It was just another day in Australia’s arms race. In January, as the Omicron variant swept across Australia, infecting hundreds of thousands and placing hospital systems in NSW and Victoria under unprecedented strain, Defence Minister Peter Dutton announced a multi-billion dollar arms deal with the United States. Australia would be buying more than 100 M1A2 Abrams tanks from the United States, plus some whizz-bang bulldozers. The cost? $3.5 billion. Not bad in the middle of a pandemic. Wags on social media made jokes about whether they came with rapid antigen tests. The tank purchase is just the latest in a […]
At first it was catching COVID that scared me. But now, it’s how quickly everything has collapsed. Apparently, some part of me still believed that here in Australia, when it came down to it, governments would step in and protect us. All the evidence is against this belief, of course, but sometimes we hang on to irrational ideas just so we can get on with our day. Right now, I’m letting go of that belief. Because today we’re faced with a situation where an already existing, cheap-to-produce, simple-to-distribute technology that we need to keep us safe and which it was […]
At the end of yet another year in which the State of Israel has continued to entrench its settler-colonial, apartheid regime over the Palestinian people, Palestinian activists and artists are confronting yet another egregious example of the violent and dehumanising politics of ‘progressive except for Palestine.’ Sydney Festival, one of Australia’s most established and iconic annual cultural celebrations, has refused calls by Palestinian artists, activists and their supporters to divest from the Festival’s ‘Star Partner’ sponsorship with the Israeli Embassy in Canberra. This sponsorship is being used to support a Sydney Dance Company production of Decadence in the Festival program […]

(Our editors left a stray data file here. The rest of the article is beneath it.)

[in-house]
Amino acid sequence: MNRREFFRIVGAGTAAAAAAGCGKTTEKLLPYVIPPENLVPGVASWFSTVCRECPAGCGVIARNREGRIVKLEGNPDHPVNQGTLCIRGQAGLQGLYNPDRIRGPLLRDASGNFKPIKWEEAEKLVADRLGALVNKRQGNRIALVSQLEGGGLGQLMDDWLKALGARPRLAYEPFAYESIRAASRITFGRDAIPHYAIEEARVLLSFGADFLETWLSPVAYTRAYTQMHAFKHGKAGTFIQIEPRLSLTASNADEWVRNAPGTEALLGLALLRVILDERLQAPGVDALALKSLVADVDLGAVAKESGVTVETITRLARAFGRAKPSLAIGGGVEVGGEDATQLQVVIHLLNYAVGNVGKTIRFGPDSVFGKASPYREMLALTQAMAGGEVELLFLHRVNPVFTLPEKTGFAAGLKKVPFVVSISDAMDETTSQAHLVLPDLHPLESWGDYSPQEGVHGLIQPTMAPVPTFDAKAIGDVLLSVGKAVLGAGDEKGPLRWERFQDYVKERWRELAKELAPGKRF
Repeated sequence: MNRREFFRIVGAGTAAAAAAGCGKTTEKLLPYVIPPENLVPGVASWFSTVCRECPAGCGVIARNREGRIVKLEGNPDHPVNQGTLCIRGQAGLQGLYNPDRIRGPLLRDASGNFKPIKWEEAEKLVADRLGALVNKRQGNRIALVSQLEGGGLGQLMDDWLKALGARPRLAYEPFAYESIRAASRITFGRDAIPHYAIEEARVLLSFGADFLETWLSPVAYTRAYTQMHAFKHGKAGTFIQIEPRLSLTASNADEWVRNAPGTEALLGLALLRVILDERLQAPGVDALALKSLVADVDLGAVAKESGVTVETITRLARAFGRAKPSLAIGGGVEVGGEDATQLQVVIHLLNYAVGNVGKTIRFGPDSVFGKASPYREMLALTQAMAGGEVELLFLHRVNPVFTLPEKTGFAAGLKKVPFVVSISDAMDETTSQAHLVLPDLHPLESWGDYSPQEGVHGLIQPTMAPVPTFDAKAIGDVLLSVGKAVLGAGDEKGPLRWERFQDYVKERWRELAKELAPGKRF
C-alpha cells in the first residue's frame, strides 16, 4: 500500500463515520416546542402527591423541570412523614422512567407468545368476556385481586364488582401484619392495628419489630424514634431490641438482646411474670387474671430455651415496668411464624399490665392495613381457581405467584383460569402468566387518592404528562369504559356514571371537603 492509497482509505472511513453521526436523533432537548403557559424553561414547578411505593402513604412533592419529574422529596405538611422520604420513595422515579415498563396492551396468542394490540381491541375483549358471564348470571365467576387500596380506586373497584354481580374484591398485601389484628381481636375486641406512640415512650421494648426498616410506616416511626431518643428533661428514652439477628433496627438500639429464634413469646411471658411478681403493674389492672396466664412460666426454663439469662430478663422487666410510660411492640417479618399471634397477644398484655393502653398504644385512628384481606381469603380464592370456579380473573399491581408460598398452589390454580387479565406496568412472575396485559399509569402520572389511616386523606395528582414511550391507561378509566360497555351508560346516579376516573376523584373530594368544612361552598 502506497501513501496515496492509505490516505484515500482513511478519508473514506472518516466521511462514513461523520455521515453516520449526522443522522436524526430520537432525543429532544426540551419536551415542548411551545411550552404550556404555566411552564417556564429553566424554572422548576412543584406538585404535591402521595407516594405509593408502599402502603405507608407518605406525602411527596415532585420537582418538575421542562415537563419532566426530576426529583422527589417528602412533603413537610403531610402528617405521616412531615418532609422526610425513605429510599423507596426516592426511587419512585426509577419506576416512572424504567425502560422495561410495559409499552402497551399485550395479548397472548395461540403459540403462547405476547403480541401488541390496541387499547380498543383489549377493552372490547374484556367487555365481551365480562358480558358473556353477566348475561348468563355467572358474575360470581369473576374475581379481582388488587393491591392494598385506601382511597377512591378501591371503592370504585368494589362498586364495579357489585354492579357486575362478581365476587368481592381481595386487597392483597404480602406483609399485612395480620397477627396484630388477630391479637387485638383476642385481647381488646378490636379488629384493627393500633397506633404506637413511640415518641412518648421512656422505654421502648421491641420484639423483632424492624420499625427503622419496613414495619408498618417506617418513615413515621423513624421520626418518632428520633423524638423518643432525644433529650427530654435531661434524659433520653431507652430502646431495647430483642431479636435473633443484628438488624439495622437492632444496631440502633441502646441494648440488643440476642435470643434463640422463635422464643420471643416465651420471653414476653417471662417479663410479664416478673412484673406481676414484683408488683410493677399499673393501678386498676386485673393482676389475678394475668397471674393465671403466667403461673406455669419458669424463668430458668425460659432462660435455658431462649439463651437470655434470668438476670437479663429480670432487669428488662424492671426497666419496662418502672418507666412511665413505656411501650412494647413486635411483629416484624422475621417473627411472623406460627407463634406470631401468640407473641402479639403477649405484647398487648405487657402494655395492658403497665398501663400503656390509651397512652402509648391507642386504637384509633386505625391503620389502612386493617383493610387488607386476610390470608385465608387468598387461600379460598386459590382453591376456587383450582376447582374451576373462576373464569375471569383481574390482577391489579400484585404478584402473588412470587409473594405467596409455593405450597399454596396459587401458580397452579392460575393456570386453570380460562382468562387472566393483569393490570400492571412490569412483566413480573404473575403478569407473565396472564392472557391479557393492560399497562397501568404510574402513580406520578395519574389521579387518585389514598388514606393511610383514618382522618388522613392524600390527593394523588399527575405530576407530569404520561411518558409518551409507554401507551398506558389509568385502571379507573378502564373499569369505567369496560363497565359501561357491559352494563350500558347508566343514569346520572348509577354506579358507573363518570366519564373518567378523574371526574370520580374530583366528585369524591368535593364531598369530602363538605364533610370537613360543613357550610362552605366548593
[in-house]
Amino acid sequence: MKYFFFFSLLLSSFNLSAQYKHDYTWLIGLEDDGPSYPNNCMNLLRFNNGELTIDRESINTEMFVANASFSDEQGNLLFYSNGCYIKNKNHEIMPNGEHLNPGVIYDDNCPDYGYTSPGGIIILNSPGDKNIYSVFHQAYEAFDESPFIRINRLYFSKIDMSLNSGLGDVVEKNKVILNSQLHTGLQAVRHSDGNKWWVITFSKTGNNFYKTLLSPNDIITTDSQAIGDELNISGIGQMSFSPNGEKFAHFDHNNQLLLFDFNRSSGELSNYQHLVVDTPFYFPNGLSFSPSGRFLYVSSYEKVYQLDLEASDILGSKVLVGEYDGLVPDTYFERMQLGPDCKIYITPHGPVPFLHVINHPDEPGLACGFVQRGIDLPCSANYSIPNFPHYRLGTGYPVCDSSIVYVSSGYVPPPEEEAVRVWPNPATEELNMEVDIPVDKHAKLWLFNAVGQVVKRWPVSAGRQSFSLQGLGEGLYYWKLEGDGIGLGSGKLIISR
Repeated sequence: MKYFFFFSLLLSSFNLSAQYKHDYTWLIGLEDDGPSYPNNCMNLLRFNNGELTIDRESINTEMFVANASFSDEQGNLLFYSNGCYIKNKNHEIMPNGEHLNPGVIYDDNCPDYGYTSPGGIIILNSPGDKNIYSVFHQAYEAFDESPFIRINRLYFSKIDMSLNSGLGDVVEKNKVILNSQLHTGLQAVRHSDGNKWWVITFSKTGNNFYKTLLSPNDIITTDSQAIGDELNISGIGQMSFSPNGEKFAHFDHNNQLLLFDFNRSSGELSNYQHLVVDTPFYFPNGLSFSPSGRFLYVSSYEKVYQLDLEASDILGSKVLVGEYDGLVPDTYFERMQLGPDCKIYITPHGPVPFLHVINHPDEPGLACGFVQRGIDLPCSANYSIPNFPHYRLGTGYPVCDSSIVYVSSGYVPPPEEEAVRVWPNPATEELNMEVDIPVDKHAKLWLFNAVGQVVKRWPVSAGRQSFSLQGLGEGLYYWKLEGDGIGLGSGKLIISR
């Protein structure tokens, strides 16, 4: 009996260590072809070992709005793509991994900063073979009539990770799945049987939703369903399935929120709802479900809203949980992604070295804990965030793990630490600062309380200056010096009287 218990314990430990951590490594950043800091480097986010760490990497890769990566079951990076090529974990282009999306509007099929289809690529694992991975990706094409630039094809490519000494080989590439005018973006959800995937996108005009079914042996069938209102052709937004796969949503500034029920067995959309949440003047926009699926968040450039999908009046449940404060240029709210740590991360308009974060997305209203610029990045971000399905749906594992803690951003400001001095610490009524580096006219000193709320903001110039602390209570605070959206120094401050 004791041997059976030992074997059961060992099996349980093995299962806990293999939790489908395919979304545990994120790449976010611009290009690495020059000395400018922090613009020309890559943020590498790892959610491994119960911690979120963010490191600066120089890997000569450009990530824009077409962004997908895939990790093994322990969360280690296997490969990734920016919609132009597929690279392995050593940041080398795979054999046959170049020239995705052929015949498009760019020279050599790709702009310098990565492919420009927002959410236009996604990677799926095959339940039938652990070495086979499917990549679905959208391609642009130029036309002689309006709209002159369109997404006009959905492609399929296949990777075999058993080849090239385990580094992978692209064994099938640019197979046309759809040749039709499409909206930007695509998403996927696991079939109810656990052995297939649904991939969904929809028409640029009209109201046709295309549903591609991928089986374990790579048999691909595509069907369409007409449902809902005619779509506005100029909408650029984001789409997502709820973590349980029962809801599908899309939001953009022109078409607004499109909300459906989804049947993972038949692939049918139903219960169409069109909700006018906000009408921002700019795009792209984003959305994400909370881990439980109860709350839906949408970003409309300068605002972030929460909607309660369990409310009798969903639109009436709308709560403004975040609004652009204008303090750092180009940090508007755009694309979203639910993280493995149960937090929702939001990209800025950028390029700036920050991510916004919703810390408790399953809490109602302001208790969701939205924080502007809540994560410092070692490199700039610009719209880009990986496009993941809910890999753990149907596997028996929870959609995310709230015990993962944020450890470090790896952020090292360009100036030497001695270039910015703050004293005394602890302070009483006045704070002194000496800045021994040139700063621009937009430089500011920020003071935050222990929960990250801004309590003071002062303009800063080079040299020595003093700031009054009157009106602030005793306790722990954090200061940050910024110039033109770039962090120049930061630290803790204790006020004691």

I’m going to call it: 2022 is shaping up to be one of the most interesting federal elections since 1903. We know what’s going on in our national life as this dreadful pandemic year draws to a close, but what was so special about 1903? History buffs will recall that the Commonwealth Franchise Act was passed in 1902, a year after Australia became the world’s newest nation. That Act made Australia the world’s most democratic nation. With the stroke of a pen, 800,000 new electors—women!—were added to the roll. This was earth-shattering news and it was reported across the globe. […]
The biggest difference between Australian Aboriginal people and non-Aboriginal people is their relation to capital. The land, the spirit and the economy were, and are, one entity for Aboriginal people. She is called Mother Earth. We believe that we come from Mother Earth and will return there and so our relationship with each other and all matter on the Earth is that we are related through the reality that we have and will keep sharing our atoms with all generations of plants, animals and earth.
I first saw him in the port of Chongqing, in a navy-blue overcoat, hurrying on the wharf towards the Yangtze River ferry. He held a valise in one hand and clutched a book to his chest with the other. I stood by the rails on the upper deck and watched until he vanished in the melee of passengers crossing the gangway.
Outside my kitchen window, beyond the chicken-wire fence, two ravens hopped about under a lightning-struck eucalyptus tree, circling one another with blackened twigs jutting out of their beaks like they were children playing at swords. In Norse mythology, Odin, king of the gods, would send a pair of ravens to Earth, their names Huginn (thought) and Muninn (memory), here to spy on us humans and report back.
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